A cheatsheet on Documentation.
This outlines the documentation guidelines for the release of Nataniev projects.
Clarity is better than cleverness
Tutorials are lessons that take the reader by the hand through a series of steps to complete a project of some kind. They are what your project needs in order to show a beginner that they can achieve something with it.
- Gets the user started
- Allows the user to learn by doing
- Ensures the user sees results immediately
- Focuses on concrete steps, not abstract concepts
How-to guides assume some knowledge and understanding, and take the reader through the steps required to solve a real-world problem. They are recipes, directions to achieve a specific end - for example: how to create a web form; how to plot a three-dimensional data-set; how to enable LDAP authentication. How-to guides are quite distinct from tutorials. A how-to guide is an answer to a question that a true beginner might not even be able to formulate.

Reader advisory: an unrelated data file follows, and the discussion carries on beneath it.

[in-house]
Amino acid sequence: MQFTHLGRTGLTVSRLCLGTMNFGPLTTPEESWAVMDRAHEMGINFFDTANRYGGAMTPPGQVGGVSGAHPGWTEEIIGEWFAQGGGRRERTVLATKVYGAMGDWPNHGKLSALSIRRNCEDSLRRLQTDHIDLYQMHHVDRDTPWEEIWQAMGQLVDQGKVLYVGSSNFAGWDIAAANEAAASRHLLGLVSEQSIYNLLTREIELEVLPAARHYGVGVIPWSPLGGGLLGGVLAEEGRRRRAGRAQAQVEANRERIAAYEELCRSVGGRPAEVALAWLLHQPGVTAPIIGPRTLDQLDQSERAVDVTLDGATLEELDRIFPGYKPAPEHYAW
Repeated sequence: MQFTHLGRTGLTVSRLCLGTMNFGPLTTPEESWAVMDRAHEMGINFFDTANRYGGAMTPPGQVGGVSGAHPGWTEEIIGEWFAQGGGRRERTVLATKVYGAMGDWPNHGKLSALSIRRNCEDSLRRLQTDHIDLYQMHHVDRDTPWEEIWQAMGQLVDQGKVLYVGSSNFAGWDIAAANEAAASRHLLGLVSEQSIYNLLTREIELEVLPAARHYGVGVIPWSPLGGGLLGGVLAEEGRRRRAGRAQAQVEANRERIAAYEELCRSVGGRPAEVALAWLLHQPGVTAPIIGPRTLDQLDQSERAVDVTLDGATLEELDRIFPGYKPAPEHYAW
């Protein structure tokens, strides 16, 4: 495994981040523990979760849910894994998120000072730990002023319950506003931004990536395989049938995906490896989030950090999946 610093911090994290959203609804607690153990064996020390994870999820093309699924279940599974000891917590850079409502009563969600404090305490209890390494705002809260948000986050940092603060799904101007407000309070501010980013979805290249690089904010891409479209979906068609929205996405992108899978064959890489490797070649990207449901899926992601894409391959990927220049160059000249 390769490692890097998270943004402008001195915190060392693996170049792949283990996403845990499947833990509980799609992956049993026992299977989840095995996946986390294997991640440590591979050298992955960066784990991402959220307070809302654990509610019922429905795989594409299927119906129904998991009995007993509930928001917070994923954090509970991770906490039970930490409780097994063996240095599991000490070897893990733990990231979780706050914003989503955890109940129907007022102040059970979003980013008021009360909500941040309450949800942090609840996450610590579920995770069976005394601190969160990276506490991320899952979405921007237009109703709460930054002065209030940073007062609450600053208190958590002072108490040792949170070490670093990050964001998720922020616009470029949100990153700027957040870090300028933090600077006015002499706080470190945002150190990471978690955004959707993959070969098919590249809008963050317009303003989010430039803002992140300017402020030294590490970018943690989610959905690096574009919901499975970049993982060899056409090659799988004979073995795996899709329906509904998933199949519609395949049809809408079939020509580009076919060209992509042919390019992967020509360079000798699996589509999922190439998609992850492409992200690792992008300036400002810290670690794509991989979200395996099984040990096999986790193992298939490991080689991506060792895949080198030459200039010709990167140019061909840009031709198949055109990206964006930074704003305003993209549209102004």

- Solves a problem
- Focuses on results
- Allows for some flexibility
Explanations can equally well be described as discussions. They are a chance for the documentation to relax and step back from the software, taking a wider view, illuminating it from a higher level or even from different perspectives. You might imagine a discussion document being read at leisure, rather than over the code.
- Explains a choice
- Provides context
- Discusses alternatives & opinions
Reference guides are technical descriptions of the machinery and how to operate it. They are code-determined, because ultimately that's what they describe: key classes, functions, APIs, and so they should list things like functions, fields, attributes and methods, and set out how to use them.
- Describes the machinery
- References material should be austere and to the point.
- Structure the documentation around the code
- Do nothing but describe